Download Post-MtnClim Workshop for Resource Managers Midway, Utah; September 18, 2014 Holly Hadley

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Post-MtnClim Workshop for Resource Managers
Midway, Utah; September 18, 2014
Holly Hadley
USDA Forest Service, Dixie National Forest, Cedar City, Utah
As part of the MtnClim 2014, 10th Anniversary Conference, a
Post-MtnClim Workshop was held for natural resource managers.
The workshop was open to all interested practitioners and
scientists, and was held Thursday, September 18, after the main
conference had adjourned. The goals of the half-day workshop
were to provide state-of-science updates on the effects of climate
change, and to discuss climate-smart management. Presentations
focused on:
Vegetation and water
Identifying management concerns and priorities
Focusing on sensitive resources and locations
Discussing options for adapting to changing resource
Organizers were Dave Peterson, USDA Forest Service, PNW
Research Station, Seattle Washington; Natalie Little, USDA
Forest Service, Region 4, Ogden, Utah; and Steve Jackson, DOI
SW Climate Science Center, Tucson, Arizona.
The workshop began with science presentations on Water,
Vegetation, and Adaptation, including the following.
Charlie Luce, USDA Forest Service Research, Boise, Idaho,
presented on “Water Resources and Climate Change: Trends
and Projections” Charlie’s presentation proposed that because
of the rise in temperatures due to climate change, snow will not
last as long and April snowpack will mostly decline (Fig. 1). He
discussed the uncertainties associated with annual flows and flood
Dave Peterson presented on “Climate Change Effects on
Vegetation and Disturbance”. Dave showed how studies of
historical and projected temperature indicate that maximum
temperatures will increase at a faster rate in the future, thus
affecting vegetation and disturbance. He displayed how extremes
matter (Fig. 2). Dave discussed the possibility of increasing
bark beetle outbreaks, as well as how climate change will affect
wildfire. Other stressors such as fungal pathogens and invasive
species may add to the challenges faced by mountain ecosystems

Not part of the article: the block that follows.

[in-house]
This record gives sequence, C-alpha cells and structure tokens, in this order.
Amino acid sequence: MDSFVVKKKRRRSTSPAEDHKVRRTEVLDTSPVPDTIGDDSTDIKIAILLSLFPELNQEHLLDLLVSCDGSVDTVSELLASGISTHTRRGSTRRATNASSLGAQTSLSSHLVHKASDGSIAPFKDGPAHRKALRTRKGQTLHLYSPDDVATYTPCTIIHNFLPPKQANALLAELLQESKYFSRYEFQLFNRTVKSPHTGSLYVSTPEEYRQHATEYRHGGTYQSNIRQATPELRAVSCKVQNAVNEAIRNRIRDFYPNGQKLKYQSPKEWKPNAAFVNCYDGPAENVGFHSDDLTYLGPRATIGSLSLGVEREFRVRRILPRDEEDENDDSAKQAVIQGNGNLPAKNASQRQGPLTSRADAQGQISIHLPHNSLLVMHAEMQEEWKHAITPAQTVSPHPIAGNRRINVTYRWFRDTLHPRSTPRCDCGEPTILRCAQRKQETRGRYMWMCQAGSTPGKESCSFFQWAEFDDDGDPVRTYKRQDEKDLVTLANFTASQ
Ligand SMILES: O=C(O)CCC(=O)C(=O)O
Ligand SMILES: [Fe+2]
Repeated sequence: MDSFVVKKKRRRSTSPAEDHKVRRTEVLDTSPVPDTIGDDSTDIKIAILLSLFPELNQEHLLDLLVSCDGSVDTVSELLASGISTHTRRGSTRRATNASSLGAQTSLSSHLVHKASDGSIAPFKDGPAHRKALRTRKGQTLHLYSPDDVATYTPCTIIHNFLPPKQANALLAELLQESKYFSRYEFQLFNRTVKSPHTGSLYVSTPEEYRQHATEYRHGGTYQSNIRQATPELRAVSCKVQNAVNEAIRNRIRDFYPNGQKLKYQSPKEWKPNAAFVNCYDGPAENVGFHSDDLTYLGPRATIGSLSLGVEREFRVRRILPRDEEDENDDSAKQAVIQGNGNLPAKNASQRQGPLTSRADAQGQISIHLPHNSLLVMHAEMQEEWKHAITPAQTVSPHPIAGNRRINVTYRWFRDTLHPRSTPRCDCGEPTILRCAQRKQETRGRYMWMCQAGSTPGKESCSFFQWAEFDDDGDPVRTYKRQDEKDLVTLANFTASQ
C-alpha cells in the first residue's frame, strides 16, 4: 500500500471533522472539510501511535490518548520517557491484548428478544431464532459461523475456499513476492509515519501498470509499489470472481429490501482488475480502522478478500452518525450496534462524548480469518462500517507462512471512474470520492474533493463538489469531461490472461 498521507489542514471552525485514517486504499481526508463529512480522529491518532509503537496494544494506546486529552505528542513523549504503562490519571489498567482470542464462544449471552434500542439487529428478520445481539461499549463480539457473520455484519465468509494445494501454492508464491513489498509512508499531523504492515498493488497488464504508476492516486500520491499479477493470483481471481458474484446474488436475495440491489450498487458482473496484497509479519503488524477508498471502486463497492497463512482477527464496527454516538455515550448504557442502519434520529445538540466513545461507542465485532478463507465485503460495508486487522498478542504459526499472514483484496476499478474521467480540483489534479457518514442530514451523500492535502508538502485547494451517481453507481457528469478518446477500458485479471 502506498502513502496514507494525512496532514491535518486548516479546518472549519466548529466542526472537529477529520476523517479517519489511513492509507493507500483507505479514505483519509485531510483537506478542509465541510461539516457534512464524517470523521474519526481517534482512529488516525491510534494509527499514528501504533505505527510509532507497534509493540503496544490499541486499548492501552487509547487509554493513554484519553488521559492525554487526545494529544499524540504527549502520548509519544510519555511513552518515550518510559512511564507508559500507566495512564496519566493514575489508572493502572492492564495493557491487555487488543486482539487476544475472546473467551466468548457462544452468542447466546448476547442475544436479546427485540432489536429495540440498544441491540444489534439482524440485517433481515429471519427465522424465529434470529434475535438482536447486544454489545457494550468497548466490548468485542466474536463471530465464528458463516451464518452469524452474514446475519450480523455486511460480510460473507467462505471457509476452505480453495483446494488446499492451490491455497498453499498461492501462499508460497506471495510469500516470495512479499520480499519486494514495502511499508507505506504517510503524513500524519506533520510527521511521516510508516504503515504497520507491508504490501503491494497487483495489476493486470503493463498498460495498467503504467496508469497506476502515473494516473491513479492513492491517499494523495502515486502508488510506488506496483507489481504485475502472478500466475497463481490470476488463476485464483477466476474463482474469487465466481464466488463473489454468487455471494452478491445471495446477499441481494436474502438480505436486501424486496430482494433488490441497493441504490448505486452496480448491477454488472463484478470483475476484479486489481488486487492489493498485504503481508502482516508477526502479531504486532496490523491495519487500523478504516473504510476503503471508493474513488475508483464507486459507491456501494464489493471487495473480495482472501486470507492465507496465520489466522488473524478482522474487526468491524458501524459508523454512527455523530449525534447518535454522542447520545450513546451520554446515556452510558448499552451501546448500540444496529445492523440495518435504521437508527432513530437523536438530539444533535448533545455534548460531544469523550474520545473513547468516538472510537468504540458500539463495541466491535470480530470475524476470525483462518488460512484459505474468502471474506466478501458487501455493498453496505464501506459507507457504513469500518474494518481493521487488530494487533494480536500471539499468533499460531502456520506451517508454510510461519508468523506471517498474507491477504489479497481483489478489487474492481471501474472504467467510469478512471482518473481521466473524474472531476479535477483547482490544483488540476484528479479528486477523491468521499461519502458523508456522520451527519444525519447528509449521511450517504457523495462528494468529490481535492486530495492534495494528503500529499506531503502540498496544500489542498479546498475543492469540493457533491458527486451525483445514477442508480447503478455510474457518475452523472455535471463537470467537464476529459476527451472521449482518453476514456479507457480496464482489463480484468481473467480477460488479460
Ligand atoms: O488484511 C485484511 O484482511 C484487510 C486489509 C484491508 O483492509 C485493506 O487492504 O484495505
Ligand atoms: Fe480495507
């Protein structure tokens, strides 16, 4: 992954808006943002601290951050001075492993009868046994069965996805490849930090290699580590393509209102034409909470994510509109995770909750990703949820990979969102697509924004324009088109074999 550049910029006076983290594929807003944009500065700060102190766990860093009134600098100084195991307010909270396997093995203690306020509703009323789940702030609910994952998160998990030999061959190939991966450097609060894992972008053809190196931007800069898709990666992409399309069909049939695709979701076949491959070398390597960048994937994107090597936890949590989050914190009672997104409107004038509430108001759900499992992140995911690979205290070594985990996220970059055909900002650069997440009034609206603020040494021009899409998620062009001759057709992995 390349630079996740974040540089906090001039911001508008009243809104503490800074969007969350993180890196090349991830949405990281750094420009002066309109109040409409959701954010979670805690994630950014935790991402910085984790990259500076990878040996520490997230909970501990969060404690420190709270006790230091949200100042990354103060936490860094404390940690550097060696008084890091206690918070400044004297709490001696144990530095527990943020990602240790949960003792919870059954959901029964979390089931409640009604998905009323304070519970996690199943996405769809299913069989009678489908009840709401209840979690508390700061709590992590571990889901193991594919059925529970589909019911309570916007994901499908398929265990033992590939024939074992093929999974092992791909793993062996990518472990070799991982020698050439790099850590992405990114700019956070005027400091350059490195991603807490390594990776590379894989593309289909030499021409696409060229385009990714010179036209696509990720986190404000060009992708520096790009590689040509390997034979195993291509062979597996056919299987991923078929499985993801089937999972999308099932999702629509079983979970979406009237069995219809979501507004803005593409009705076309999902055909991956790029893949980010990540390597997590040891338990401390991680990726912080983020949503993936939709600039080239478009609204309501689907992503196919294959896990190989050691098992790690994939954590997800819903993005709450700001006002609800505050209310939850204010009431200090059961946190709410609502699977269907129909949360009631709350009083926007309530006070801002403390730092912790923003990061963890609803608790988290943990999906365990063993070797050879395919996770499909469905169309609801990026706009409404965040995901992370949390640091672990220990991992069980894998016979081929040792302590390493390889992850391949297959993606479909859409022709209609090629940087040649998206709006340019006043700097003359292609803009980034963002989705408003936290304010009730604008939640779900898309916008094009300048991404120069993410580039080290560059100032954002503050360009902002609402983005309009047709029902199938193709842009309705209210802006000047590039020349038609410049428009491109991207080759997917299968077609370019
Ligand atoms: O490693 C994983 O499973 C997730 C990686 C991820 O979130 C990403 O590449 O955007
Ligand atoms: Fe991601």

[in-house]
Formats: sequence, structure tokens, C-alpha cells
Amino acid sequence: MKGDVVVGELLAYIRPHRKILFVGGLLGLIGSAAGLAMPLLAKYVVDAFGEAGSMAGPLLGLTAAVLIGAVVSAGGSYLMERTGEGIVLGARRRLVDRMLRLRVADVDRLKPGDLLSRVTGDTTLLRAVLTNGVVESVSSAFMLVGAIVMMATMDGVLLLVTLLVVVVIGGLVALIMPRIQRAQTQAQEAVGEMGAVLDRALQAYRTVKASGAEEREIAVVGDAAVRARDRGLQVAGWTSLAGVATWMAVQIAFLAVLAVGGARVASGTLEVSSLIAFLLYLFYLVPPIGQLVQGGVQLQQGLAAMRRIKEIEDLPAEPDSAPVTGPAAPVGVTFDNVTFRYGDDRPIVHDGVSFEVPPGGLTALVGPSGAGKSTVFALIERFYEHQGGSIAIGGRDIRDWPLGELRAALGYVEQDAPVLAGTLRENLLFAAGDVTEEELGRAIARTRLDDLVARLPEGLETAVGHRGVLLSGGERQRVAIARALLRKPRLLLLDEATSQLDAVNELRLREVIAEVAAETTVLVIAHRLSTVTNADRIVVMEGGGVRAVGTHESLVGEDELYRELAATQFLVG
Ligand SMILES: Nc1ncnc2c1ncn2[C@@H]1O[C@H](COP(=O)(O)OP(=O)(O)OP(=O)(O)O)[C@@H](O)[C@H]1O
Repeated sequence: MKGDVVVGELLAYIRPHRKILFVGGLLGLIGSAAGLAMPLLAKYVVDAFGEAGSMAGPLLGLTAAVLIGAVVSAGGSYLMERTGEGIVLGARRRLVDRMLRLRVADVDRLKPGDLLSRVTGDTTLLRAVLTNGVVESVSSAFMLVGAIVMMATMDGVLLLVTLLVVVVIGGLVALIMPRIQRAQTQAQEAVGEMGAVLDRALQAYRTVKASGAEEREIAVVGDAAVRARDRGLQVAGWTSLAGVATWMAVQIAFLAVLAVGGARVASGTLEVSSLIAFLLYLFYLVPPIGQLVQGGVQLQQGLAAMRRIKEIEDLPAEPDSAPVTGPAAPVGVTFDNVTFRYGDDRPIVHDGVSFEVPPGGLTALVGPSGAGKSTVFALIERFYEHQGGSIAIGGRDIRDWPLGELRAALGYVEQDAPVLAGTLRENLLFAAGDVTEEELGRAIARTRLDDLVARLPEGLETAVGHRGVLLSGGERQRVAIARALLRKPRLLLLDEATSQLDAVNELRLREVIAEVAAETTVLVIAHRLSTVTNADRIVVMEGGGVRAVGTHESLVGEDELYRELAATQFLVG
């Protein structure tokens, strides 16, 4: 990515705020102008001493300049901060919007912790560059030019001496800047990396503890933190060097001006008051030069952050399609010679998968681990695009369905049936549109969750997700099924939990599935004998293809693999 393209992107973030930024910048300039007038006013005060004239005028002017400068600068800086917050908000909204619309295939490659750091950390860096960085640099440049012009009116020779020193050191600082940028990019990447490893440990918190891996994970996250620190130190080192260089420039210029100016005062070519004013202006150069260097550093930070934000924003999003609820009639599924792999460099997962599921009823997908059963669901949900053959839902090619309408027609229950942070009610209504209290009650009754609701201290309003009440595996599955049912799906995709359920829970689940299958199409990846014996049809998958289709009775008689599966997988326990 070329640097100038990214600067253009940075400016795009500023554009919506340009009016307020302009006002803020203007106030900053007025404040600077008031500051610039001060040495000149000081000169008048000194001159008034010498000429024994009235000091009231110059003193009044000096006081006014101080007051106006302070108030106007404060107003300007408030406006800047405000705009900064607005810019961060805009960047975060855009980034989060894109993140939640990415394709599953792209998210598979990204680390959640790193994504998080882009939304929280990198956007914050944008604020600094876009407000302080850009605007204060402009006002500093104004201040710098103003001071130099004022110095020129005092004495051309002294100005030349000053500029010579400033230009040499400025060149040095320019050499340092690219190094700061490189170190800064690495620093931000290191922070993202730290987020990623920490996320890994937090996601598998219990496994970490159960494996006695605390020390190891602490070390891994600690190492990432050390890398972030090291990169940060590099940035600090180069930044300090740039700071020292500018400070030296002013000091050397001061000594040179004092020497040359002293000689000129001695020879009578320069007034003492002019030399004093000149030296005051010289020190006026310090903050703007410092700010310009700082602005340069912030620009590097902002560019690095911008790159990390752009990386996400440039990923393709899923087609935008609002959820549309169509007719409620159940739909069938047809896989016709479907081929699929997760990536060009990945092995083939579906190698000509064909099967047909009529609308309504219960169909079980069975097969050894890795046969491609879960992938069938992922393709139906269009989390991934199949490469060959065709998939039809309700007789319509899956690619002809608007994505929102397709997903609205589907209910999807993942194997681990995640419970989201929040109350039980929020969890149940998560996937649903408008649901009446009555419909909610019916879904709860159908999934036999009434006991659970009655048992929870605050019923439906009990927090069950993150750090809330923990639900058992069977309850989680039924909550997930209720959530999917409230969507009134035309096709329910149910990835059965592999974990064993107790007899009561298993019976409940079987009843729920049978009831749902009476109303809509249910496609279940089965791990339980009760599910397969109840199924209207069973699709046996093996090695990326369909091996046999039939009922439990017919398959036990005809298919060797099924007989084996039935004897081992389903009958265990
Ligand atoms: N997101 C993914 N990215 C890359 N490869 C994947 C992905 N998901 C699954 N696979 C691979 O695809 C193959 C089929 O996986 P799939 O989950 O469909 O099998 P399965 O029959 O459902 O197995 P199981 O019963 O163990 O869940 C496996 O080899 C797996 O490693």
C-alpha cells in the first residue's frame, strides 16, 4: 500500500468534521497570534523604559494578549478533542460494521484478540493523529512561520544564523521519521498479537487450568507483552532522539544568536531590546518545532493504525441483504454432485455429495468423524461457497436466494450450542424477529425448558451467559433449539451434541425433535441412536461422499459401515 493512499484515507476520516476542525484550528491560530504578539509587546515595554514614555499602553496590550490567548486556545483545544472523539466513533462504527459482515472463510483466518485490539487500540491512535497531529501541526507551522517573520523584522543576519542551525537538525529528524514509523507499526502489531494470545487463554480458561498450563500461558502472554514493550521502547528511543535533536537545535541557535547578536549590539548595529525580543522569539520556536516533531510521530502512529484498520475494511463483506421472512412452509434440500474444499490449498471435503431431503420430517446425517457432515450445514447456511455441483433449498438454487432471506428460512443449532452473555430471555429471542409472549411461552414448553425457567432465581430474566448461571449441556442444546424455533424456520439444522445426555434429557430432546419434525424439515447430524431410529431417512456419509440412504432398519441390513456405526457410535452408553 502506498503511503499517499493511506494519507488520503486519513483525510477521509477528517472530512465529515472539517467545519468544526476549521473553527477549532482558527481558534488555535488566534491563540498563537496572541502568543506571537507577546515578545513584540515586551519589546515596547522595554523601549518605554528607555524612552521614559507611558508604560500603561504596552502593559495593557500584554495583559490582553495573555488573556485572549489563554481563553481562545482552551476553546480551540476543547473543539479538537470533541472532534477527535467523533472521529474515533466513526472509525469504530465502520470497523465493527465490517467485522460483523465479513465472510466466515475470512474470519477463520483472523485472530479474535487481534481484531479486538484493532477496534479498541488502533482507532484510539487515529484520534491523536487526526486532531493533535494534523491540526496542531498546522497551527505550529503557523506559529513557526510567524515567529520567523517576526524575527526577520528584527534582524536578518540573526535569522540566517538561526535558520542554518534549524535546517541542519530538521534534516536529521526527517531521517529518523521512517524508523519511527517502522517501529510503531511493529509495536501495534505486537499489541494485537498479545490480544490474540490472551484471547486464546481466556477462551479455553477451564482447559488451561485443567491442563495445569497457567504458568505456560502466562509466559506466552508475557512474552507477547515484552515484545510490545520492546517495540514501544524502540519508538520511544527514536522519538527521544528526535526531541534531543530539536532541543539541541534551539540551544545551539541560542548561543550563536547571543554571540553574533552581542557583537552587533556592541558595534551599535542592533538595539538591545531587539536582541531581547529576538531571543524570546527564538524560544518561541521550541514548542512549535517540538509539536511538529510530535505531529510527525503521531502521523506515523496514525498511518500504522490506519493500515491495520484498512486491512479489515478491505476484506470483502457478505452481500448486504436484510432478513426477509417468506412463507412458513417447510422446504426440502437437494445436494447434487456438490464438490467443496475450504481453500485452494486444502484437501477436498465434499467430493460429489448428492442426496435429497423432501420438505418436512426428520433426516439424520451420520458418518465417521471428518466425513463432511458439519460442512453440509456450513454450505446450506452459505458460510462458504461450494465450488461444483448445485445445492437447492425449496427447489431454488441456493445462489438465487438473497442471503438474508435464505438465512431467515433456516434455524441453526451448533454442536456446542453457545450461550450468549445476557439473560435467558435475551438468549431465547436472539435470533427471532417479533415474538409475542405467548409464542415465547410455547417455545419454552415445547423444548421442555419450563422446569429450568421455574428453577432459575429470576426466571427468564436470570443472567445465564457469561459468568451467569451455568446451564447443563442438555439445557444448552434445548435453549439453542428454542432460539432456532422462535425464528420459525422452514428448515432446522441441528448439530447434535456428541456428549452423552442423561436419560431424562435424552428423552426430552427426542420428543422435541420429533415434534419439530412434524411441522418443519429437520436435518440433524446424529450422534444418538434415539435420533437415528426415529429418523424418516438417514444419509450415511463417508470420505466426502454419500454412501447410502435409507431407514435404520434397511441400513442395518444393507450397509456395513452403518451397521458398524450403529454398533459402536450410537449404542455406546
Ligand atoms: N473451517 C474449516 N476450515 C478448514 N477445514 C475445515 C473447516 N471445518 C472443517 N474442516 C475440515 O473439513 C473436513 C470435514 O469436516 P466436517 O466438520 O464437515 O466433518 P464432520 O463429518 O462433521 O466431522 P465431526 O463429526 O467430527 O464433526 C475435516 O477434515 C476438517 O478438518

in the future. Dave concluded by stating the time to take action is
Figure 1. Expected change in snow water equivalent and residence time (Luce presentation).
After the scientific presentations, the attendees participated in a
talking circle and discussed challenges that land managers are
facing in regards to climate change science. Some of the main
concerns voiced were:
Figure 2. Importance of extremes for vegetation and disturbance
(Peterson presentation).
Jill Baron of the US Geological Survey, Fort Collins, Colorado
presented thoughts on adaptation. She said “there are wonderful
experts who think about processes and science,” but what needs
to happen is for that information to be put in simple terms so
land managers can take action. “No action” in the face of climate
change is a decision that may carry the greatest risk. Climate
change effects will occur concurrently with contemporary
resource problems. We need scenario planning, vulnerability
assessments, and adaptive management in order to begin taking
action. We also need to work together and build trust across
political and disciplinary boundaries.
Steve Jackson addressed challenges to land managers. He said
“we need to mobilize in many fronts and in as many ways as we
can.” Land managers need to use the resources available to them
from the universities, and everyone needs to bridge the chasm
between science and management.
Language barriers between scientists and land managers.
Ease of access to scientific information.
Communication between land managers who value climate
change science and their superiors who don’t.
Superiors make decisions based on politics.
Education for line officers and superiors is needed.
Time and budget constrain capacity.
Science needs to be incorporated in agency planning
The participants then broke into four groups to discuss a number
of concerns further, including:
From a research point of view, what are the most relevant
topics to study, and who do scientists talk to at the
Feedback on vulnerability, adaptation, and monitoring
Embedding climate specialists in agencies.
Climate change refugia
Dave Peterson closed with additional thoughts on climate change
and implementation. He said the complexities are growing. We
are pioneers in making ecosystems more resilient. "Don’t let your
kids say that your generation let everything decline – take action
so you can say you did your part in reducing climate change